• Coyotes don't form packs like wolves
  • They are predators to livestock in rural areas
  • In urban areas coyotes may forage through gardens, garbage and possibly prey on domestic pets
  • Coyotes also provide the benefit of helping to control small mammals such as mice, rabbits, groundhogs and woodchucks

In order to keep safe, you should:

  • Stay away from fox den sites
  • Carry a flashlight or personal alarm to scare foxes away
  • Enclose areas under patio decks, sheds and other potential den sites in your yard
  • Keep your cat indoors from dusk until noon

Signs of illness

If you see a fox exhibiting signs of illness, contact Animal Services. These signs include:

  • Staggering
  • Falling down
  • Inability to walk
  • Unprovoked aggression
  • Biting at limbs
  • Attacking inanimate objects

Understanding foxes

Understanding the behaviour of foxes can help you avoid them:

  • Foxes breed once a year in the spring, usually producing a litter of five
  • Foxes are solitary and shy preferring to hunt alone and avoid confrontation with people
  • They are most active at dusk and dawn but it is common to see them during the day
  • They may hunt small animals for meat but they are omnivores
  • Foxes do not hibernate during the winter
  • To avoid other predators, foxes will often live near humans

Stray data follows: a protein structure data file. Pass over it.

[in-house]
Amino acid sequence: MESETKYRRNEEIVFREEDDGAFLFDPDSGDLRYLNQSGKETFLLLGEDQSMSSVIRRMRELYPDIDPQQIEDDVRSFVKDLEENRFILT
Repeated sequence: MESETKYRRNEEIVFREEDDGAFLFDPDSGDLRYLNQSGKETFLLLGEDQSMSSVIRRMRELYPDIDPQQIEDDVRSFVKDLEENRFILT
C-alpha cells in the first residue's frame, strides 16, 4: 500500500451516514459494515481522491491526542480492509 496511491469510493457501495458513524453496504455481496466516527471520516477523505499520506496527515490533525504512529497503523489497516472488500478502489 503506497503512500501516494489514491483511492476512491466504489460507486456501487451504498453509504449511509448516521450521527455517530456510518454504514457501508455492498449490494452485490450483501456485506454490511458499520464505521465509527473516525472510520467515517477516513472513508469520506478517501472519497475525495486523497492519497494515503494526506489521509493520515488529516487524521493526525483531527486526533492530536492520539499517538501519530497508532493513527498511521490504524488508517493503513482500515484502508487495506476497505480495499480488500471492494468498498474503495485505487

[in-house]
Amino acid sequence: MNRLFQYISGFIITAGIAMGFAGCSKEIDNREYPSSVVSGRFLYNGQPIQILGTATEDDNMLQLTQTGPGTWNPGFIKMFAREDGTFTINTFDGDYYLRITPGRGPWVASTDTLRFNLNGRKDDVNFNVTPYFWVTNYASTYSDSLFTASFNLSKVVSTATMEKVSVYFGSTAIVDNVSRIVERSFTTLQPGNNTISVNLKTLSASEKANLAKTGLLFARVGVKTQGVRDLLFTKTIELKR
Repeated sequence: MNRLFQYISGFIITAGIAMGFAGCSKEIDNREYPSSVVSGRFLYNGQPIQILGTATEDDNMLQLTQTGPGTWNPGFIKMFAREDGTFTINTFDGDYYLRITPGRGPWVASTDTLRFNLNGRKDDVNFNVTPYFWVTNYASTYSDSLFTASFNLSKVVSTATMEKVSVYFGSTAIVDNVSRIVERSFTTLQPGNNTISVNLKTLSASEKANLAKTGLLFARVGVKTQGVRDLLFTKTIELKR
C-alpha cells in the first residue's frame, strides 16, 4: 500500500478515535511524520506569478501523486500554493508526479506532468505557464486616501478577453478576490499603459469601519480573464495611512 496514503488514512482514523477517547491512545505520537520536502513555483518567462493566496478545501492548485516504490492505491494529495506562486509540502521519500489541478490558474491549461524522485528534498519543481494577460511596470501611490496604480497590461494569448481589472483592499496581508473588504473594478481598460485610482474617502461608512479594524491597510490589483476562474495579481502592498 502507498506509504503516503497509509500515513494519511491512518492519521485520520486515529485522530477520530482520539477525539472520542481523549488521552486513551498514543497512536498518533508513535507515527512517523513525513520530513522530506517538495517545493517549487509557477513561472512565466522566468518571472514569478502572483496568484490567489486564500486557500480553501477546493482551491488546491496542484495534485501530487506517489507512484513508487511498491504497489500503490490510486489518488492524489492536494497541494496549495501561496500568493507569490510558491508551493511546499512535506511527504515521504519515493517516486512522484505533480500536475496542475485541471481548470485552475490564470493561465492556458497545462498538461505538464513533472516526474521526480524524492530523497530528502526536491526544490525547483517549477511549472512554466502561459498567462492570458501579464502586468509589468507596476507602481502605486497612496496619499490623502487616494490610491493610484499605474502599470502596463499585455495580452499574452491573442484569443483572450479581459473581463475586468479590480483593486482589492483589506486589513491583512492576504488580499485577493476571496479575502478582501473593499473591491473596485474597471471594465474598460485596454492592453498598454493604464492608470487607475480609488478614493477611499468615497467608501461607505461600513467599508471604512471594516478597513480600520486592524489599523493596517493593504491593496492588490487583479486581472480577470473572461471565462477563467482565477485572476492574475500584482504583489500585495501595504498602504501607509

• They prefer open, grassy areas with bushy fence lines and woody stream borders
  • Fox dens are often in hollow trees or, in urban areas, they may locate under decks, sheds or in wood piles

Raccoons have adapted to urban living and can become a nuisance. They can also carry disease that affects people or pets like rabies, distemper, parvovirus, mange, fleas and roundworm. To prevent raccoons from living on your property, you should remove food from your yard, such as:

  • Bird seed
  • Pet food
  • Fallen fruits
  • Garbage and compost

What to do if you're bitten by a raccoon

If you are bitten or scratched by a raccoon, you should:

Signs of illness

A raccoon is injured or sick if they are showing these distress signs:

  • Disoriented, staggering or falling over
  • Mucous around the eyes or nose
  • Act tame and approach pets or people
  • Act aggressive and approach pets or people
  • Lying or sleeping on the ground
  • A baby raccoon is found alone

Understanding racoons

Knowing about racoon behaviour can help you understand what to expect if they are on your property. Racoons are:

  • Nocturnal
  • Omnivores that will eat almost anything
  • They do not fully hibernate and may be seen during milder winter weather
  • Male racoons are solitary while female racoons raise their litter in the spring and young racoons will stay with the female until winter or the following spring
  • During the day they will usually sleep in a tree or on a rooftop